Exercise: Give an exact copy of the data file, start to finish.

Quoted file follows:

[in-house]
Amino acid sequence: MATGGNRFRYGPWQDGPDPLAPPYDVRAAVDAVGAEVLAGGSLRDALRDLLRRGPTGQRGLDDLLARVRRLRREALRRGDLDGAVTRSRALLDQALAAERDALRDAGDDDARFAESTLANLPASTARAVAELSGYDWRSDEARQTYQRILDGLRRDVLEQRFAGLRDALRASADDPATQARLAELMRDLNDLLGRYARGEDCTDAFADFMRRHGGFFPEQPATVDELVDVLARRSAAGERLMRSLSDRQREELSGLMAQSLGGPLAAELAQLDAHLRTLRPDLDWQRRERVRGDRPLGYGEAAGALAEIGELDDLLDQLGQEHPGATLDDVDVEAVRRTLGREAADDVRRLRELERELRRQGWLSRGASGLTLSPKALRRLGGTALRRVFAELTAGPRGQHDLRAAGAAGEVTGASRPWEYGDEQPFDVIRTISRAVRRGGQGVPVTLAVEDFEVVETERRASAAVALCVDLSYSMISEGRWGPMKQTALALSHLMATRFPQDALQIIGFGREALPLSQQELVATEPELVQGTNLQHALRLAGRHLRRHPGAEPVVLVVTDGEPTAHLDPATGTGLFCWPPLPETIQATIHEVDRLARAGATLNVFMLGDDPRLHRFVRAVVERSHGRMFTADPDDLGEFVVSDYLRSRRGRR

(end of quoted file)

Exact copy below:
[in-house]
Amino acid sequence: MATGGNRFRYGPWQDGPDPLAPPYDVRAAVDAVGAEVLAGGSLRDALRDLLRRGPTGQRGLDDLLARVRRLRREALRRGDLDGAVTRSRALLDQALAAERDALRDAGDDDARFAESTLANLPASTARAVAELSGYDWRSDEARQTYQRILDGLRRDVLEQRFAGLRDALRASADDPATQARLAELMRDLNDLLGRYARGEDCTDAFADFMRRHGGFFPEQPATVDELVDVLARRSAAGERLMRSLSDRQREELSGLMAQSLGGPLAAELAQLDAHLRTLRPDLDWQRRERVRGDRPLGYGEAAGALAEIGELDDLLDQLGQEHPGATLDDVDVEAVRRTLGREAADDVRRLRELERELRRQGWLSRGASGLTLSPKALRRLGGTALRRVFAELTAGPRGQHDLRAAGAAGEVTGASRPWEYGDEQPFDVIRTISRAVRRGGQGVPVTLAVEDFEVVETERRASAAVALCVDLSYSMISEGRWGPMKQTALALSHLMATRFPQDALQIIGFGREALPLSQQELVATEPELVQGTNLQHALRLAGRHLRRHPGAEPVVLVVTDGEPTAHLDPATGTGLFCWPPLPETIQATIHEVDRLARAGATLNVFMLGDDPRLHRFVRAVVERSHGRMFTADPDDLGEFVVSDYLRSRRGRR